Tag Archives: colors

Think Autumn, Think Color

11 Oct

Two new poems by Nancy Scott.  Feel the color!


Sunday is brown

seeds of reading and TV, eating

too much and calling long distance.


Monday is white

space for lists and ledgers, guilts

and promises of the busy and brave.


Tuesday is black

ink and thinking

even if your computer talks.


Wednesday is orange

flame of waiting and impatience.


Thursday is red

accounting for cross-outs and surprise

or blue accounting for not understanding


Friday is green

pay-off and fruit

for all to see


Saturday is pink or purple or yellow

depending on whim or preference



AUTUMN AIR for Carole

Poets know fall sounds clearest.

We hear geese fly—

skeins of high, V-shaped leaving

even through closed windows.

Half-time bands reverb

off houses we’ve lived in for years,

defining solidity and reminding

that drums can be heard from a distance.

Leaves crunch and schoolchildren run,

late again

lured by night sounds and atmosphere.


I thought I alone

heard one autumn cricket sing

beyond my screen

until you wrote

your late-October soloist.

Do these solitary minstrels

favor poets’ yards

or is this chance or curse

heard by anyone listening

for muffled, crack-crystal winter?


Nancy Scott, Easton, PA, is a blind essayist and poet. Her over 600 bylines have appeared in magazines, literary journals, anthologies and newspapers, and as audio commentaries. An essayist and poet, she has published three chapbooks. She won First Prize in the 2009 International Onkyo Braille Essay Contest. Recent work appears in Breath and Shadow, Contemporary Haibun Online, and Stone Voices.


Seeing Red

7 Jun

by Stella De Genova

Imagine a world of blurred and sometimes abstract images. Imagine looking up and seeing a blue sky and beneath it, gray buildings and foliage and silhouettes of people.  There is subtlety of color but is it green or brown or is it purple or blue?  And when the light dims – well, let’s just say all bets are off.  I’m never sure enough of colors anymore to be able to pick and buy my own clothing in a store.

And then something catches my eye: a red apple, a red cayenne pepper, a red flower, a red convertible. It’s almost like an artistic twist in a Benini film.  What a stroke of luck for me!  No, not the part that I have RP (retinitis pigmentosa) and this is what I see daily but the fact that red has always been a favorite color of mine and now, along with the bright blue sky on a sunny day, this is the color that consistently pops out for me.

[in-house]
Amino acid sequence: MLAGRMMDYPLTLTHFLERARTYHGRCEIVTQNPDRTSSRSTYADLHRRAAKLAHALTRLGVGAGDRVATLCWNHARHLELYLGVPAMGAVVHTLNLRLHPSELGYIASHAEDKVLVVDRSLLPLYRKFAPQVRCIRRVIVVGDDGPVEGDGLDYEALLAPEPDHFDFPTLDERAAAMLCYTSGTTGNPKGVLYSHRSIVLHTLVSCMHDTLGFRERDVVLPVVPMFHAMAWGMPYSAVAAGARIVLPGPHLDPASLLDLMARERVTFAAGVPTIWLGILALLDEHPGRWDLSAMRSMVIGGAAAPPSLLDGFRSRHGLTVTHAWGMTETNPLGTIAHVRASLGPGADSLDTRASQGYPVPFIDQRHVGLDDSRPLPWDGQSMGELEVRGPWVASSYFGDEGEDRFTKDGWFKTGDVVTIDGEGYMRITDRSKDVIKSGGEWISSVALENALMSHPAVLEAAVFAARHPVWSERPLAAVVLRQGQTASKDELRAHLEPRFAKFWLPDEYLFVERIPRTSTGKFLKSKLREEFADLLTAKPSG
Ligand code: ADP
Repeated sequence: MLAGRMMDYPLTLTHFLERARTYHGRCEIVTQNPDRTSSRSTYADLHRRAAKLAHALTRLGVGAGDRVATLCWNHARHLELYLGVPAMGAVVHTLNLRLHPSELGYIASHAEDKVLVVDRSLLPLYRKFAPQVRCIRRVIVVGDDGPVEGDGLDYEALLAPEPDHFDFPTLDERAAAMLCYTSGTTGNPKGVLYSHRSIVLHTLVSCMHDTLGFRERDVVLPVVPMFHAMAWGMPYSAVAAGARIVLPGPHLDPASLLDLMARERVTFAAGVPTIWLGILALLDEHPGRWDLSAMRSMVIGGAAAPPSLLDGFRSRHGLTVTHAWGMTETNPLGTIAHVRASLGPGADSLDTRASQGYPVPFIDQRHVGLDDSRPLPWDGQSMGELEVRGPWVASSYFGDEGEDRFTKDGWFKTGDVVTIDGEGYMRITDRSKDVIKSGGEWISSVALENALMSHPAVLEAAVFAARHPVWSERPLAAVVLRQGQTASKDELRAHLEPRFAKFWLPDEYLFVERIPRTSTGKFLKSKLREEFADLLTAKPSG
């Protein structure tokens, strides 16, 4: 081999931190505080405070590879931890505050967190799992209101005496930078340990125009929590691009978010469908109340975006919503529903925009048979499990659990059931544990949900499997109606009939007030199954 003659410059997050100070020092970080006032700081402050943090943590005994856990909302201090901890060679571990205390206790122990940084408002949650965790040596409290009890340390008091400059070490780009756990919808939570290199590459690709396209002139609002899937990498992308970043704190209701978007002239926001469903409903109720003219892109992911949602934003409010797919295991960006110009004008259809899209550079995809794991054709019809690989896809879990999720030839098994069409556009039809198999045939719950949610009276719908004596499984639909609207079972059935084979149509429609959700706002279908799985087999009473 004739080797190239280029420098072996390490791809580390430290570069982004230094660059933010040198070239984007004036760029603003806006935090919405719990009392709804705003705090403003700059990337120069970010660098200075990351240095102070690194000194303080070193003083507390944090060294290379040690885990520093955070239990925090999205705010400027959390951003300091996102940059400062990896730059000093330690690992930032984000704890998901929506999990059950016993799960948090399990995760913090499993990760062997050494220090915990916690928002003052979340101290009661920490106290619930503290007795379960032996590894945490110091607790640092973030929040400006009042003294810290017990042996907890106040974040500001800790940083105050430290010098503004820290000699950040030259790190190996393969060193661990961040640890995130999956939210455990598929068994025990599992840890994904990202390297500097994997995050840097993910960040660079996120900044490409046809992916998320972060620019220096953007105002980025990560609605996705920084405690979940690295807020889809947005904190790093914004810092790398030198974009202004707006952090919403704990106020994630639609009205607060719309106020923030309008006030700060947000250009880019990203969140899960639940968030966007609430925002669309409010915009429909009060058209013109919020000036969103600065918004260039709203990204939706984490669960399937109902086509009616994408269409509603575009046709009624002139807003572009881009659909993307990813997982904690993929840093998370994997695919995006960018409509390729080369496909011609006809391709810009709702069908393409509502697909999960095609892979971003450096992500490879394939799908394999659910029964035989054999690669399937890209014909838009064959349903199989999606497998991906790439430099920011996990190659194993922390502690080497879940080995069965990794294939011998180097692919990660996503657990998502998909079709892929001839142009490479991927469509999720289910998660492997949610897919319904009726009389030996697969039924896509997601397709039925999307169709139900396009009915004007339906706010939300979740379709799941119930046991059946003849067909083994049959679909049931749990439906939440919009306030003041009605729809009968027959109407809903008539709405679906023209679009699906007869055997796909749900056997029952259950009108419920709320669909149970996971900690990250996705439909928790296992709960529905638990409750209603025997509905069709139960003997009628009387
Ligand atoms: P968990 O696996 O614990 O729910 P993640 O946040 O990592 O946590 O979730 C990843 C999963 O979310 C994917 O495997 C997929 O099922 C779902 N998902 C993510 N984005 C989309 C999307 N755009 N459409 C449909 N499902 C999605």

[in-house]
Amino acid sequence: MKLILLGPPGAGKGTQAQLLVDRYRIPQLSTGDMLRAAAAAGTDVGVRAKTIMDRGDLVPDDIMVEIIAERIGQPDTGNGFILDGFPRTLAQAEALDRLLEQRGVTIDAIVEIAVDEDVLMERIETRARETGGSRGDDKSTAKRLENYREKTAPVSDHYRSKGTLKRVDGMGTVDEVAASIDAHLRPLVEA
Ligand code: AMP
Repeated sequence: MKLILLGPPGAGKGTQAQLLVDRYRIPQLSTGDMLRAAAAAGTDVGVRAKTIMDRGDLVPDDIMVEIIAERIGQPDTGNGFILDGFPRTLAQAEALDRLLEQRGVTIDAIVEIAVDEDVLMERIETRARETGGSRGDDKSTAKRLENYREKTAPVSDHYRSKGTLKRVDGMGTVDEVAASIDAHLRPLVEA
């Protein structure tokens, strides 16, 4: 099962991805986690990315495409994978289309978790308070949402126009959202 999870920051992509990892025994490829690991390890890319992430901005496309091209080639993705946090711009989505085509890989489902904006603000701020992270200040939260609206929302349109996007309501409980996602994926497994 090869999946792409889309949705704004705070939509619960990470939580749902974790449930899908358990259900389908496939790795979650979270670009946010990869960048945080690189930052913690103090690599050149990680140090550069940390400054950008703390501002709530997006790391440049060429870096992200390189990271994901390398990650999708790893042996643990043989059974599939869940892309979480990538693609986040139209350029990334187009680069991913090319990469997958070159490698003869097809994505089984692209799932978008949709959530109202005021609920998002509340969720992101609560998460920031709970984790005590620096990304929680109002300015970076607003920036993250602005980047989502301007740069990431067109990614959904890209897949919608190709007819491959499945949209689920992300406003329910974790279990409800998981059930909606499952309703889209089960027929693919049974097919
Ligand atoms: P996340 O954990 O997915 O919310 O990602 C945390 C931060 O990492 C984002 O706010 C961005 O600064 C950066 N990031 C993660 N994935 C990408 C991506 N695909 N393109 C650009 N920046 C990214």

It’s weird the way life works. We can all think about what we’ve lost in life but let’s be honest, a person can only dwell on loss for so long.  Could be we’re in a better place when we move past the loss and cherish what we do have.  Trust me, there’s someone out there who has less than you or me.

Personally, I choose to see red today and I have no complaints about that!

Night Colors

4 Mar

by Valerie Moreno

My night colors shine in dazzling array,  

gleaming sun in a brilliant sky  

clouds rich and white as vanilla frosting  

thick green my feet sink in  

water bubbling like chrystal ice


Yes, I see these colors  

vivid with unbridled clarity  

when sleep turns my brain-camera  

to high definition.


I see your face

close up, your eyes  

meeting mine in sweet truth.


I feel your hug,  

your love around me,  

fighting the alarm  

pulling me in to wakefulness.


Now, it’s all a memory-  

and an anxious wait for night  

when blindness goes away  

and I will see again


Valerie Moreno is 59 and a published writer. She writes poetry, memoir, fiction and articles. Her eye disease is ROP (Retinopathy of Prematurity. Some favorite hobbies include reading, raised line drawing, music and singing.


9 Jul

by Deon Lyons

Each day I slowly walk past the easel.

Each day, I swipe at it with my paint brush.

Each day, I add one more stroke to the emerging canvas.

The mood of the day fills the brush with original color.

The journey of the day guides my hand towards the painting.

The experience of the day carefully pinpoints the stroke.

How many paintings have I seen?

How many canvases have I colored?

How many stories have I told?

The contrast is my opinion.

The emotions are the palette.

The sequence is my life.

The painting is me.

Deon Lyons lives with his wife in their home of 30 years in Maine, U.S. Here’s his story:

I was born in 1960 with bi-lateral retinal cancer and lost my left eye at five months old. With the help of some of the earliest radiation processes here in the United States, I was able to beat cancer and had good vision in my right eye until 2010, when I succumbed to a series of strokes, where the blood flow was cut off to the right retina, leaving me blind.

A lot has happened to me since then. My life has seen changes that I have had to work through and learn to live with. I am very fortunate to have had vision for fifty years, and am blessed to still be roaming this big blue marble we call home.

I have many interests, such as music, movies, gardening, DIY, sports, love of family and digital technology, specifically, assistive technology.

I’m happy to find my pillow each night, and feel very fortunate to have so many blessings in my life.

Losing my vision has reintroduced me to one of my favorite passions, writing. These past five years have shown me that one of the reasons I lost my sight was so that I could learn how to see, and many, many times, I have gained visions through the words that I type on the screen. Within each obstacle that we encounter, there always lies an opportunity. With hard work and inspirational cues, the possibilities are endless.